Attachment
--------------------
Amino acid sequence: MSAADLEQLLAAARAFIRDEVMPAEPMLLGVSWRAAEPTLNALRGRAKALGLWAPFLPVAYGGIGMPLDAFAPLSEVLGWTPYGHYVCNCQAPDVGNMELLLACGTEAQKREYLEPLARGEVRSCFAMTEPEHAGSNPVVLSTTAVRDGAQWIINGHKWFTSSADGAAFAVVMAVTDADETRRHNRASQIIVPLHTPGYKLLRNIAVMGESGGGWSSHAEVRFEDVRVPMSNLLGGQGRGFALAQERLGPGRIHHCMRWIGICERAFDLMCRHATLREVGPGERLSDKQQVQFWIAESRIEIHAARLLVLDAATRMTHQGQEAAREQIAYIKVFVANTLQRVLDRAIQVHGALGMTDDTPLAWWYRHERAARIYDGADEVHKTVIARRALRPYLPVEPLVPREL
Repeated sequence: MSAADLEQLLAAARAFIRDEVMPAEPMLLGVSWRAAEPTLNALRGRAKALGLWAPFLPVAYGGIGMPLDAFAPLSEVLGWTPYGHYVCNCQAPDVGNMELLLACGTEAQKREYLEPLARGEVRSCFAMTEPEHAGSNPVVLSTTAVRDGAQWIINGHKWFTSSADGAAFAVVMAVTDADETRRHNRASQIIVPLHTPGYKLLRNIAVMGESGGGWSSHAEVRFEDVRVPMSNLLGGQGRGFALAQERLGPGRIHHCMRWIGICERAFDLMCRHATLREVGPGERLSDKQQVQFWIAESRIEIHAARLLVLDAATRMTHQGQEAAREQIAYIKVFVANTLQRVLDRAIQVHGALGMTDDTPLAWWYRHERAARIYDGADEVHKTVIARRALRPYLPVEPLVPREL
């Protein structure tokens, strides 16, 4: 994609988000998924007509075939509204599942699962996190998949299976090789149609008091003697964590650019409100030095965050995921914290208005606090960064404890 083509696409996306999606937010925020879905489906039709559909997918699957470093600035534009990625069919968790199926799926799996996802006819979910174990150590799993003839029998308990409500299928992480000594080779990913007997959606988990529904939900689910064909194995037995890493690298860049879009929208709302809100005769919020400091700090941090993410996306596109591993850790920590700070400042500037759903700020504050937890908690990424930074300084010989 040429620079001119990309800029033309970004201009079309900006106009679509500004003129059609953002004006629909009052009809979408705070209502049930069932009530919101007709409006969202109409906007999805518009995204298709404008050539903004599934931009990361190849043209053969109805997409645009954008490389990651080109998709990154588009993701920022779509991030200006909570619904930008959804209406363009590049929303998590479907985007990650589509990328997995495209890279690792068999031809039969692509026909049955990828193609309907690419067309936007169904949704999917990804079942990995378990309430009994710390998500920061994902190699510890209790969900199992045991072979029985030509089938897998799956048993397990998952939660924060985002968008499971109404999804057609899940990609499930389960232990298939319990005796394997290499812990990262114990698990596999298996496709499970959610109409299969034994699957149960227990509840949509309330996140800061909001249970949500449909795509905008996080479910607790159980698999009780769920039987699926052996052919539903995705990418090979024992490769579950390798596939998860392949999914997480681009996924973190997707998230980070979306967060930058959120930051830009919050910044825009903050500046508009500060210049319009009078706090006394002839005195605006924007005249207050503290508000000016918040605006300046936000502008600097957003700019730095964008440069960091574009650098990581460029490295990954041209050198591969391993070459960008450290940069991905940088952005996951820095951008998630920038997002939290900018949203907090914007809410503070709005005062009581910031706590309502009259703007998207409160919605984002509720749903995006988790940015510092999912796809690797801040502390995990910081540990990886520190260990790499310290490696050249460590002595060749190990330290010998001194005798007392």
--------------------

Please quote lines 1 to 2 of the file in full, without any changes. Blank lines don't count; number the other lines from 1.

Amino acid sequence: MSAADLEQLLAAARAFIRDEVMPAEPMLLGVSWRAAEPTLNALRGRAKALGLWAPFLPVAYGGIGMPLDAFAPLSEVLGWTPYGHYVCNCQAPDVGNMELLLACGTEAQKREYLEPLARGEVRSCFAMTEPEHAGSNPVVLSTTAVRDGAQWIINGHKWFTSSADGAAFAVVMAVTDADETRRHNRASQIIVPLHTPGYKLLRNIAVMGESGGGWSSHAEVRFEDVRVPMSNLLGGQGRGFALAQERLGPGRIHHCMRWIGICERAFDLMCRHATLREVGPGERLSDKQQVQFWIAESRIEIHAARLLVLDAATRMTHQGQEAAREQIAYIKVFVANTLQRVLDRAIQVHGALGMTDDTPLAWWYRHERAARIYDGADEVHKTVIARRALRPYLPVEPLVPREL
Repeated sequence: MSAADLEQLLAAARAFIRDEVMPAEPMLLGVSWRAAEPTLNALRGRAKALGLWAPFLPVAYGGIGMPLDAFAPLSEVLGWTPYGHYVCNCQAPDVGNMELLLACGTEAQKREYLEPLARGEVRSCFAMTEPEHAGSNPVVLSTTAVRDGAQWIINGHKWFTSSADGAAFAVVMAVTDADETRRHNRASQIIVPLHTPGYKLLRNIAVMGESGGGWSSHAEVRFEDVRVPMSNLLGGQGRGFALAQERLGPGRIHHCMRWIGICERAFDLMCRHATLREVGPGERLSDKQQVQFWIAESRIEIHAARLLVLDAATRMTHQGQEAAREQIAYIKVFVANTLQRVLDRAIQVHGALGMTDDTPLAWWYRHERAARIYDGADEVHKTVIARRALRPYLPVEPLVPREL